There is a grave danger in ritual familiarity with holy matters, even if you are not a professional. It is all too easy to go spiritually brain-dead when the prelude begins, to “say” prayers rather than pray them, to use the cadence of a confession as a rhythmic anesthetic, to mindlessly mouth the words of great hymns and gospel songs, to nod off during the sermon, to glibly mouth evangelical creeds – and then imagine that we’re really spiritual.
It is not intelligence but intellectual pride that shuts people out of the kingdom. Intelligence is a gift of God, but when it is perverted by pride it becomes a barrier to God, because trust is in the gift rather than in the Giver.
Sanctification begins with spiritually renewing the mind, that is, changing how we think.
A God-centered worldview brings every issue, question, and cultural concern into submission to all that the Bible reveals, and frames all understanding within the ultimate purpose of bringing greater glory to God. This task of bringing every thought captive to Christ requires more than haphazard Christian thinking, and is to be understood as the task of the church and not merely the concern of individual believers. The recovery of the Christian mind and the development of a comprehensive Christian worldview will require the deepest theological reflection, the most consecrated application of scholarship, the most sensitive commitment to compassion, and the courage to face all questions without fear.
Most human beings evidently do not like to think. At the very least, most seem quite satisfied never to think in a concerted, critical, and careful way. [They] never think strategically, consistently, or critically. They go from thought to thought without reflection, analysis, or questioning their own decisions. They operate at the basic level of thinking, and they think about the things that interest them, but they are not seriously interested in the process and quality of thought.
No scriptural principles suggest that repeated emotional indulgence [of past trauma] produces healing. Rather, the opposite is suggested by the murderous outcome of Cain’s flaring bitterness (Gen. 4:1-8) and Absalom’s simmering anger (2 Sam. 13:20-29), to cite just two examples. Instead, Philippians 4:8 commands us to dwell on what is true, honorable, just, pure, lovely, commendable, morally excellent and praiseworthy.
The mind is a leading faculty of the soul. When the mind fixes upon an object or course of action, the will and the affections (heart) follow suit. They are incapable of any other consideration… the mind’s office is to guide, to direct, to choose and to lead.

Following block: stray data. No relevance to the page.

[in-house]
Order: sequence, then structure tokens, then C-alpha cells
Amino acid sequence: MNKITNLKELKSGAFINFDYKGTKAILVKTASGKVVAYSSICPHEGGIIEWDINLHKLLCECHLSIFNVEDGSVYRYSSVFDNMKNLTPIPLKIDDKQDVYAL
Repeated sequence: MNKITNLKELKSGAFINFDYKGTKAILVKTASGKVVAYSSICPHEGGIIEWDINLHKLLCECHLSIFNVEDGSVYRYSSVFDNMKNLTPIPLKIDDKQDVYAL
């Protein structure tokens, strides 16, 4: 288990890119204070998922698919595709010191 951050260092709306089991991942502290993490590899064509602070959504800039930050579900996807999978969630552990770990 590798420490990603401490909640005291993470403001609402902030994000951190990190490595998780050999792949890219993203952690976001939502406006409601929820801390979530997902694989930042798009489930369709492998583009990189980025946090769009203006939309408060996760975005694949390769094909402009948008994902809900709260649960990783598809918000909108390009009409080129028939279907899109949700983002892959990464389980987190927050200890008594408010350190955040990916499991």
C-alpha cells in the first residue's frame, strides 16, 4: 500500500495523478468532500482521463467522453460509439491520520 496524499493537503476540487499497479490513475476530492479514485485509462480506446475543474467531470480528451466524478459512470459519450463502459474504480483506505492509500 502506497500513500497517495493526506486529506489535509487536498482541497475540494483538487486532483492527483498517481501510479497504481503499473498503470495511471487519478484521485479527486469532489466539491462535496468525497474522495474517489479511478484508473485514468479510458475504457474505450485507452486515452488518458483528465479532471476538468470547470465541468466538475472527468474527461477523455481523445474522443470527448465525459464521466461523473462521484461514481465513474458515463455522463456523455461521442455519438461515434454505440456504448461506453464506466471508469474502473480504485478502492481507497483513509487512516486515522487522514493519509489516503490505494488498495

Spiritual battles are fought on the turf of the human mind. It is not about identifying territorial demons or binding demons or rebuking demons. So are we battling the forces of darkness? Yes, because our ultimate battle is “not against flesh and blood” (Eph. 6:12), but no, because we are not called in Scripture to go toe-to-toe engaging in hand-to-hand combat with demonic forces. The war is over the control of human minds. Our aim is to liberate people from demonic strongholds. We are to free the prisoners of war. Our call is to convert not demons, but people. The arena therefore is not mystical, but intellectual. Therefore, according to 2 Corinthians 10:5, we “destroy [intellectual things] raised up against the knowledge of God.” How? We do it with the Word of God. We combat the error that has already been sown in people’s minds with truth. We, verse 5, “are taking every thought captive to the obedience of Christ.” This shows that the primary problem is that people have a wrong understanding of Christ.
Nowhere in the Bible is the “mind,” per se, described as evil or unworthy of being the means by which God communicates with us. What the Bible does denounce is intellectual pride, but not the intellect itself. It is humility that we need, not ignorance. I stand opposed to arrogant and cynical intellectualism. But that is not the same thing as using the mind God has given us, with the help of the Holy Spirit and the instruction of Scripture, to evaluate and discern and critically assess what is happening in both the church and the world. Whereas some things that God says and does are transrational, insofar as they are mysterious and often go beyond our ability to fully comprehend, God never does things that are irrational in the sense that they might violate the fundamental laws of logic or the reasonable and rational truths of Holy Scripture.
God’s grace doesn’t transform the situation, it transforms our perspective of the situation.